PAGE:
Copper hit a three-month low on Tuesday as investors continued to fret about an end to the US Federal Reserve’s commodity-friendly stimulus programme.

Copper for delivery in three months on the London Metal Exchange fell as low as $6,910 before recovering to trade at $6,967.50.

Many investors believe copper and other base metals will struggle to make headway until there is clarity over US monetary policy.

Recent comments from senior Fed officials have pointed to an improvement in the US economy, fuelling expectation that the US central bank is moving close to reducing the pace of its $85bn a month bond buying programme. The Fed could make such a move at its next meeting in December.

Copper, which is viewed by some analysts as a barometer of the global economy because of its widespread use in electrical wiring, has fallen just over 12 per cent this year. This reflects concerns over US monetary policy and a well supplied market.

Output from the world’s top 10 copper mines, which include BHP’s Escondida mine in Chile and Freeport-McMoRan’s Grasberg mine in Indonesia, is expected to rise.8 per cent this year and a further 5 per cent in 2014

Since August copper has traded between $7,000 and $7,400. But last week the metal finally broke out of that narrow trading range. The move surprised many traders because the US dollar weakened over the period and recent economic data from China, which accounts for around 40 per cent of global copper consumption, has been strong.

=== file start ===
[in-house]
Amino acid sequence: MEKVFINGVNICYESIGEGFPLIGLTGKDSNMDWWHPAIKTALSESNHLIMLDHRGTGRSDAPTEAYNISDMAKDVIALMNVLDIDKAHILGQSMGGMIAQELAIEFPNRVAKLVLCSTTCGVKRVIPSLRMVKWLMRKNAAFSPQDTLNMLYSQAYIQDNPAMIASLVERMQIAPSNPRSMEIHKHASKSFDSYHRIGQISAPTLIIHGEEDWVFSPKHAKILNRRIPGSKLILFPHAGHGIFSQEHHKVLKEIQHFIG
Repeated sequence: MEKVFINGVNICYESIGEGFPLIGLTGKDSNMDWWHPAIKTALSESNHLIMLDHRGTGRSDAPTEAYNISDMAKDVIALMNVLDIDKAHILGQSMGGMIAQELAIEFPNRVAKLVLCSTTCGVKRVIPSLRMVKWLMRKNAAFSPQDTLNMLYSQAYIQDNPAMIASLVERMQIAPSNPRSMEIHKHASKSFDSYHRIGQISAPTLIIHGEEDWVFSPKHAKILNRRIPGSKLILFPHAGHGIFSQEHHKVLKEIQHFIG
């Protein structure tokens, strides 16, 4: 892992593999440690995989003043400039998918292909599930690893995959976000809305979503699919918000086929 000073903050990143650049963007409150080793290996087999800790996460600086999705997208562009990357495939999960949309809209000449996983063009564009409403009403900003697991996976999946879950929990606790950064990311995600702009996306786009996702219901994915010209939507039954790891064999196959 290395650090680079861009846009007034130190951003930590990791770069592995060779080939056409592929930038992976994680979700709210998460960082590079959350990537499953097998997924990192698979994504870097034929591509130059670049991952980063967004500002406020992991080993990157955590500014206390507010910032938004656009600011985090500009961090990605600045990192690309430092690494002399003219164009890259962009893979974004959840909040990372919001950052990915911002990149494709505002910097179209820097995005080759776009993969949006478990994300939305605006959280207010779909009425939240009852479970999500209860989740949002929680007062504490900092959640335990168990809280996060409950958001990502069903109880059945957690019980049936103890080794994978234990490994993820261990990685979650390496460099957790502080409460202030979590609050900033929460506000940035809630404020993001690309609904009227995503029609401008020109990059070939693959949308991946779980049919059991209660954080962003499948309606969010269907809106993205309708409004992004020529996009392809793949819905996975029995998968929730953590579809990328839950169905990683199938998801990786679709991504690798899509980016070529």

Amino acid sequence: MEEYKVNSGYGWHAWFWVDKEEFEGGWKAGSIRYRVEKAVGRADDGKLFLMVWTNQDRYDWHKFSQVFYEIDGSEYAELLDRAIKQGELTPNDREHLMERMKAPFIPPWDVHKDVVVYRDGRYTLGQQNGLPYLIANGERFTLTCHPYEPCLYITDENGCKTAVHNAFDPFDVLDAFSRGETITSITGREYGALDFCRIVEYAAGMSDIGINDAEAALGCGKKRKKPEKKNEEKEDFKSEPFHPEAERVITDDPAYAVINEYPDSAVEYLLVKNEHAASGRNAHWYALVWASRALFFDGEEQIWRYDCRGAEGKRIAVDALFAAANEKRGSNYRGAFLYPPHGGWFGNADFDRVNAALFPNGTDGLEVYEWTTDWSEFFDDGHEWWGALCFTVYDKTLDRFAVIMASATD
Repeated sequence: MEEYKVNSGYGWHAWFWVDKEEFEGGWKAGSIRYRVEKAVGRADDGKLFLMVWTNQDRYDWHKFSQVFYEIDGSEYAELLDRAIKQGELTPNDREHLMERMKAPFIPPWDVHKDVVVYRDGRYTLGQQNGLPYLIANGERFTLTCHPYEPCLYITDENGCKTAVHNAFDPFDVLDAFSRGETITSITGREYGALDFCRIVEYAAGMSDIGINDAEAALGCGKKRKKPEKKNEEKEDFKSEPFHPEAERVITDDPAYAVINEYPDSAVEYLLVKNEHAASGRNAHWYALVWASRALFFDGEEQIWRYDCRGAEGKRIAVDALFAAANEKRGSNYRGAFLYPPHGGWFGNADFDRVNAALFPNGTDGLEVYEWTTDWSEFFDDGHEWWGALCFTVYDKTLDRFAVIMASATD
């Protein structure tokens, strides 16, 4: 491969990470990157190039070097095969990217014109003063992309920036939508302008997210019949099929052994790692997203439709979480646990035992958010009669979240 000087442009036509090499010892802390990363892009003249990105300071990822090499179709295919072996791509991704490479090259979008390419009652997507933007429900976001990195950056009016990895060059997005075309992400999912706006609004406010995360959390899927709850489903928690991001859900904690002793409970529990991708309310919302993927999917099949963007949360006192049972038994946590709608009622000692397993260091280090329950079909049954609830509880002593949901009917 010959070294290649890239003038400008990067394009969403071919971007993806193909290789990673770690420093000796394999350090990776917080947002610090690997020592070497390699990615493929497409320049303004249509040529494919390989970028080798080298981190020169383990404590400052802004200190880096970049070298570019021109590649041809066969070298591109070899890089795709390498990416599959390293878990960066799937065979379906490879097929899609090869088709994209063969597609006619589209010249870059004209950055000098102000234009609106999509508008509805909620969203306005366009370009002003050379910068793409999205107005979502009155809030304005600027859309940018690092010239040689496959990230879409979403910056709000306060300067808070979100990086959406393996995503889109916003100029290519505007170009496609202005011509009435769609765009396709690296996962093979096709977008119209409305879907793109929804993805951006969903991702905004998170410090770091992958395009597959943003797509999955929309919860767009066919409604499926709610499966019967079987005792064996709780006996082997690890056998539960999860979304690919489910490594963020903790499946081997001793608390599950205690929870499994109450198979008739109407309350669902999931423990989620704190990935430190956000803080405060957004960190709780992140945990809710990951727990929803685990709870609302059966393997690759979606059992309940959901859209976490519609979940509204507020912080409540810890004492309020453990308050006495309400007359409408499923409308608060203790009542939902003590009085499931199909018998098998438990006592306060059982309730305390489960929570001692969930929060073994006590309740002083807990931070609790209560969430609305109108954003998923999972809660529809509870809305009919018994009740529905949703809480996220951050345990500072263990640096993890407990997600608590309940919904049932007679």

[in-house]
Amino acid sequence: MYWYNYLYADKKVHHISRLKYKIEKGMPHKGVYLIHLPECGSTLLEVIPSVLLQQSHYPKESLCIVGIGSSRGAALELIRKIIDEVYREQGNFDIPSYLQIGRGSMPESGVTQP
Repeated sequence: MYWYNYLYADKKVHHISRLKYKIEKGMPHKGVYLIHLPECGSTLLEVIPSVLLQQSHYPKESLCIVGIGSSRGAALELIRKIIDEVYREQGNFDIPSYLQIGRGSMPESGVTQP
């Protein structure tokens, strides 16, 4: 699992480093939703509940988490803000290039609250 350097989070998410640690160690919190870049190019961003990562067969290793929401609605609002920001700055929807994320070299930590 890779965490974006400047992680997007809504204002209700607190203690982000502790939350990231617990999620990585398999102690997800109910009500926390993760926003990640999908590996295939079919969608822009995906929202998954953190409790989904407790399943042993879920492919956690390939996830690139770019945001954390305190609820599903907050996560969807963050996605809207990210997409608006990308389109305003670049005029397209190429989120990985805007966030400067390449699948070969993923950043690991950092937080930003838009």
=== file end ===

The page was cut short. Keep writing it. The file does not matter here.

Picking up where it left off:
“The question is whether this is just a short term blip, the start of a further deterioration in prices or copper drifting to a new lower orbit trading zone,” said Leon Westgate, analyst at Standard Bank.

While the market is well supplied, some analysts say the surplus is in concentrate and this will take time to feed into the refined market.

“Recent problems at Pasar [Glencore’s copper smelter in the Philippines] and some question marks over Chinese production numbers, along with continuing high levels of physical premiums, suggest that refined supply is fairly balanced relative to demand,” added Mr Westgate.

“Rather than the start of capitulation, we believe that copper prices are, at worst, settling into a new sideways trading range of around $6,900, with the risk to the upside into the year end,” he said.

The outlook beyond the end of the year is less positive. Most analysts expect copper supply to outstrip demand over the next couple of years and for the surplus to weigh on prices. Citi, for example, expects the LME copper price to average $6,650 in 2014.

“In terms of 2014 price trajectory, we continue to forecast prices falling through the year, under pressure from… rising production/inventory levels on the one hand and a strengthening dollar on the other,” analysts at the bank wrote in a report published earlier this week.

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